Here we have the very familiar picture of what happened at the ascension as the disciples observed it—as Jesus left the earth. In order to understand the tremendous importance of the ascension, we must look at it from another perspective. Where did Jesus go when He ascended, and what happened when He got there?
We know generally that He “ascended into heaven,” and we have no clue what happened when He got there, except that He is somehow “ruling from His Father’s right hand.” Over what and how we aren’t sure.
In order to comprehend the significance of this event we must be more specific. In Daniel 7, the Bible gives us a dramatic, prophetic look into Jesus’ return to heaven for the first time since the incarnation and the events accompanying that arrival.
In verse 13, Daniel sees prophetically “One like the Son of Man (Jesus Christ), coming with the clouds of heaven! He came to the Ancient of Days, and they brought him near before Him.”
Because of the phrase “coming with the clouds of heaven,” many have equated this with the second coming of Jesus Christ, because the angels said in Acts 1 that Jesus would return in the same manner that He had left—on a cloud.
However, this cannot be the second coming, because Jesus “came to the Ancient of Days,” who, we can see in verses 9 and 10, is God the Father, the sovereign God of history, seated in the throne-room in heaven. Jesus is coming up in this passage, not coming down! In Daniel 7, these are not clouds like Jesus was on when He left earth, but indeed the very same clouds!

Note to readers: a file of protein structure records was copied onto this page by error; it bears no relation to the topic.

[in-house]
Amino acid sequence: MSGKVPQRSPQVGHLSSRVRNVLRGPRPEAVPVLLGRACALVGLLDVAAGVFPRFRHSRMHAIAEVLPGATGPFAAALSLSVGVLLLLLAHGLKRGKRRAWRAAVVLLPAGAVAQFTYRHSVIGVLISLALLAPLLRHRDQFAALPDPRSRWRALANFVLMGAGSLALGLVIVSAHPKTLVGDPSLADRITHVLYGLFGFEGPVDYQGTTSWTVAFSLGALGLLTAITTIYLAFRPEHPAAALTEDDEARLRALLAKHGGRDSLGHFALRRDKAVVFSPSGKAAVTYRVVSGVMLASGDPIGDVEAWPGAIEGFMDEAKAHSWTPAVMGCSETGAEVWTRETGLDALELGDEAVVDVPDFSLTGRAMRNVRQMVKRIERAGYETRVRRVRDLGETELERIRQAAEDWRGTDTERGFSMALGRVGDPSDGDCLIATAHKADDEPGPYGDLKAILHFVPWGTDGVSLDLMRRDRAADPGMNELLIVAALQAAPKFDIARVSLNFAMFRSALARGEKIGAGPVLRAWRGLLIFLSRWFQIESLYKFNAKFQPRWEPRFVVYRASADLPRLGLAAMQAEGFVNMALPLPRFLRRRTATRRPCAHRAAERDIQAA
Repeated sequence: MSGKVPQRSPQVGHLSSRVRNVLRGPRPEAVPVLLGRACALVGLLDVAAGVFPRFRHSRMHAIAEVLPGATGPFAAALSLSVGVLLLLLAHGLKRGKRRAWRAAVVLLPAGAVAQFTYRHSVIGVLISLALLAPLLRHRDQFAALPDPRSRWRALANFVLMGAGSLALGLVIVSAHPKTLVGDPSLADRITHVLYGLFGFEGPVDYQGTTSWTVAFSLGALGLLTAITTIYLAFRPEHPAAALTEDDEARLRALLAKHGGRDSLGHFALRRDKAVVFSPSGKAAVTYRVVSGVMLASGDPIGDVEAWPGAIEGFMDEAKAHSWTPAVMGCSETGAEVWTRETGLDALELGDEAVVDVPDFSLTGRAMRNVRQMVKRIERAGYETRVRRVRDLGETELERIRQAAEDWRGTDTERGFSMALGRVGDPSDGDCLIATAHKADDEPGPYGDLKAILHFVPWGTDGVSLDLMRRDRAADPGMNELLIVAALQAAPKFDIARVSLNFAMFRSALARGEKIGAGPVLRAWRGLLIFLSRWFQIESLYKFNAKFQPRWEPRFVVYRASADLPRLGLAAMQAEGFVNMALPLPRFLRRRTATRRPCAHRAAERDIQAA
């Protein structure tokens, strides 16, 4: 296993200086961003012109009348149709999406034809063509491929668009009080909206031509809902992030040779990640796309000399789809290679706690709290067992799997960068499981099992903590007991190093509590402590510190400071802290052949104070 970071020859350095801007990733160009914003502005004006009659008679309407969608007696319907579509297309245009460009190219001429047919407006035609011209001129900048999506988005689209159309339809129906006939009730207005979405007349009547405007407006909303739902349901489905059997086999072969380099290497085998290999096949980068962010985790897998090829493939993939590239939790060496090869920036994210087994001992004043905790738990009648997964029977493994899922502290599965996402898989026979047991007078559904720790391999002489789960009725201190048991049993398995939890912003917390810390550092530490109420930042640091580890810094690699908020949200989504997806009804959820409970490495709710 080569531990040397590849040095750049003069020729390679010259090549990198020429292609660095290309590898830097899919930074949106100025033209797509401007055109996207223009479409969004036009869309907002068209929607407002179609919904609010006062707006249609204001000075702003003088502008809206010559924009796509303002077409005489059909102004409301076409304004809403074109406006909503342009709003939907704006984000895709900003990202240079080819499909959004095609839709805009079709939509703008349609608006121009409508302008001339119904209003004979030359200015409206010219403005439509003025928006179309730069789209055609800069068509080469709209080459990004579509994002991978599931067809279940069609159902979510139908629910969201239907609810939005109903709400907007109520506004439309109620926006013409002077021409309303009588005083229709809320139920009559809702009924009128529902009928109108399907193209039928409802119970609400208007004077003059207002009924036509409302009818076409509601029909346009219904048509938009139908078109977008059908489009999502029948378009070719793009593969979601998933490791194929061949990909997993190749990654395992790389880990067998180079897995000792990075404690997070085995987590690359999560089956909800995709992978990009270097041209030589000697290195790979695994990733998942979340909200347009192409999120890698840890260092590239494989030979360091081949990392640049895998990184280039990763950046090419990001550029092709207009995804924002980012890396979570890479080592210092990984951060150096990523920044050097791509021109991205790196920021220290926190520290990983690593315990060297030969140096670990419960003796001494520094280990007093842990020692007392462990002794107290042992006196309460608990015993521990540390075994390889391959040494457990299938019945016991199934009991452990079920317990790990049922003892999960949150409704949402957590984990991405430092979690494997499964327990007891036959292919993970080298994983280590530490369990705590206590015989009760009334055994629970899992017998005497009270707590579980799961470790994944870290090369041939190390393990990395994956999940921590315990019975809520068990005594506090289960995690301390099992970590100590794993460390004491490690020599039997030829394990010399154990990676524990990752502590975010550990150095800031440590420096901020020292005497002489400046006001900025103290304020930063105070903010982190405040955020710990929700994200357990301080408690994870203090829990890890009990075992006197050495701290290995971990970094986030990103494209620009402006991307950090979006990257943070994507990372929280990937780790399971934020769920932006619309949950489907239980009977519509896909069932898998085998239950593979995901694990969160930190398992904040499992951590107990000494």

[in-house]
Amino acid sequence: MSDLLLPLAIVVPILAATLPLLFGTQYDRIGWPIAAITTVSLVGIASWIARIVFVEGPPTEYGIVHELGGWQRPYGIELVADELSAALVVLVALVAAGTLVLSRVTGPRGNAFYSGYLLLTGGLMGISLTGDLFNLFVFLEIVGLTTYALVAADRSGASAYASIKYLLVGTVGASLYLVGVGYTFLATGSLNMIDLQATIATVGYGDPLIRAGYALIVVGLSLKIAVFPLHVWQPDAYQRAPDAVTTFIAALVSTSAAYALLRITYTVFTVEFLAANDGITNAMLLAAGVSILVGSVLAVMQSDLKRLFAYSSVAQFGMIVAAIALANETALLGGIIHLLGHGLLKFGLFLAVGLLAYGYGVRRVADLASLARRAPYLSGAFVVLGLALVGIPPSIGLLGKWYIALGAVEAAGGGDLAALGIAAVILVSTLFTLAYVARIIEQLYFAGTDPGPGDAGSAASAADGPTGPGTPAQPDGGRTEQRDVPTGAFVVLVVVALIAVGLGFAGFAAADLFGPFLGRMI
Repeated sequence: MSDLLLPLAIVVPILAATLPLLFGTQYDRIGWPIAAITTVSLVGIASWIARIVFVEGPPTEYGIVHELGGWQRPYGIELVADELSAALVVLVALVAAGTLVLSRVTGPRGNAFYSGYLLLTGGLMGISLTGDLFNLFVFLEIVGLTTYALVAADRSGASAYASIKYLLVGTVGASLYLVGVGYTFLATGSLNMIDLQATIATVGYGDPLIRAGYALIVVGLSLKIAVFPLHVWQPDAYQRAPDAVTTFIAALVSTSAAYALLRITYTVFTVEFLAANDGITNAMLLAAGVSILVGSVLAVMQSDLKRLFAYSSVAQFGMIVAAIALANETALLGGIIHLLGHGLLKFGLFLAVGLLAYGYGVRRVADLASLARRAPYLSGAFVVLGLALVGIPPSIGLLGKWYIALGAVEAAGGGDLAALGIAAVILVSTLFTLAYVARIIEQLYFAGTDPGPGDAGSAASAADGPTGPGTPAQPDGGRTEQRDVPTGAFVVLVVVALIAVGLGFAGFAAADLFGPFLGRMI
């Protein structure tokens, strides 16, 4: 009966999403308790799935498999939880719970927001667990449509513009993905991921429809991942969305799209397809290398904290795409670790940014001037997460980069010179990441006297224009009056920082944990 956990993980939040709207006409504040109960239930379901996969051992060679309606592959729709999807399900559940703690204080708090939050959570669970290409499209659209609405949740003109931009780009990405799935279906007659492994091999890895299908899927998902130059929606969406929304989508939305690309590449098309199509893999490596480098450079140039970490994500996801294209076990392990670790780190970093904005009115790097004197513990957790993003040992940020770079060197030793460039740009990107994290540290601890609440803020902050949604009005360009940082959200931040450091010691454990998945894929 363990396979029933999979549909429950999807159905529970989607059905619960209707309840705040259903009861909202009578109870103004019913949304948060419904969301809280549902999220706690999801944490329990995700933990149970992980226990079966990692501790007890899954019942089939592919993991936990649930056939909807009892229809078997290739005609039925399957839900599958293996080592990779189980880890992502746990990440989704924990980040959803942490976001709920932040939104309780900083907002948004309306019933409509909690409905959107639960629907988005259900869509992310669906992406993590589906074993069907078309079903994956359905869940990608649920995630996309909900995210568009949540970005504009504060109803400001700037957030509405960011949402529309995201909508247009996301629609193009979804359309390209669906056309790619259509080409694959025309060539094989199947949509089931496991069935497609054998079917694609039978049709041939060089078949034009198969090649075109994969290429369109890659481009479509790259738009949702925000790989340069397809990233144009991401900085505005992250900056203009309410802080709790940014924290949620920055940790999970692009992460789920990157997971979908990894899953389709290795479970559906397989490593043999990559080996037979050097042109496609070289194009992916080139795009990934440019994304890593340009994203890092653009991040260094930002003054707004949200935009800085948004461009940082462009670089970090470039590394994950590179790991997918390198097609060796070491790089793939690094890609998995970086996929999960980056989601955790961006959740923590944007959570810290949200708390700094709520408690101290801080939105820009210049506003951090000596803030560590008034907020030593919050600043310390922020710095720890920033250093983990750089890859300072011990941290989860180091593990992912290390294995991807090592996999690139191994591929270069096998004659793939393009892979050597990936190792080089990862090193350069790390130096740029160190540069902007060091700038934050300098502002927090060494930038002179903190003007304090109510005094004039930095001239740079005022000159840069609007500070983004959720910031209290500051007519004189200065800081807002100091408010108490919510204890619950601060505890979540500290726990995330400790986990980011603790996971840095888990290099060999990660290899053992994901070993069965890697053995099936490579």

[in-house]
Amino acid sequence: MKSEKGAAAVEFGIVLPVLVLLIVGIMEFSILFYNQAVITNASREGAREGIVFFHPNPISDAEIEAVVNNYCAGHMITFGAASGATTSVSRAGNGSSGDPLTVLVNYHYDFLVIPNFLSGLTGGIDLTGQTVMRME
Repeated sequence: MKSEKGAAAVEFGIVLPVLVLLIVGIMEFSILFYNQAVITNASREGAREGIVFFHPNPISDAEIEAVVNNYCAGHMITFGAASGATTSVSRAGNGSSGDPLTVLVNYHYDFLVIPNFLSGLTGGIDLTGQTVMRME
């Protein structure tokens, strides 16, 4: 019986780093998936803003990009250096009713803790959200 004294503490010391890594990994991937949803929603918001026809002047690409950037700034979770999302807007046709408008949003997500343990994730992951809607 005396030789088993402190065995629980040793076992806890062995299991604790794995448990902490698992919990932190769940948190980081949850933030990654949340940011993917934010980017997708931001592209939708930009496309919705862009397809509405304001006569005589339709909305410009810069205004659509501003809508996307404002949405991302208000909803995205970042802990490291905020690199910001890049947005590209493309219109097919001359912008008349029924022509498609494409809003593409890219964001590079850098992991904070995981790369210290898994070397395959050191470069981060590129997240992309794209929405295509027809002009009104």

Daniel is not prophesying Jesus’ return to earth in 7:13, but is giving us a prophetic look at what would, and indeed did, occur at the other end of the ascension. He is giving us a picture of Jesus’ return to His heavenly home, a home He left thirty-three years earlier when He took upon Himself human flesh at the incarnation.
I can imagine the scene of rejoicing and jubilation as the myriad of angels welcomed Him back, and then brought Him into the Father’s presence where Jesus snapped off a salute, so to speak, and reported on the task He had been given to do; “Father, mission accomplished!” He had accomplished a three fold mission:
1.) Godward: He satisfied God’s justice with regard to sin,
2) Manward: He took our old Adamic man to death at the cross and raised our new man to a new life of faith in Him, and
3.) Satanward: He permanently and finally defeated Satan at the cross, wresting the kingdom of God from him by His death and resurrection.
The incredible event that followed Jesus’ triumphant arrival in heaven is pictured for us in the next verse, Daniel 7:14. This event, at the ascension, joins Jesus’ birth, death, and resurrection as the most important events in Jesus’ life. That is the topic of next week’s letter.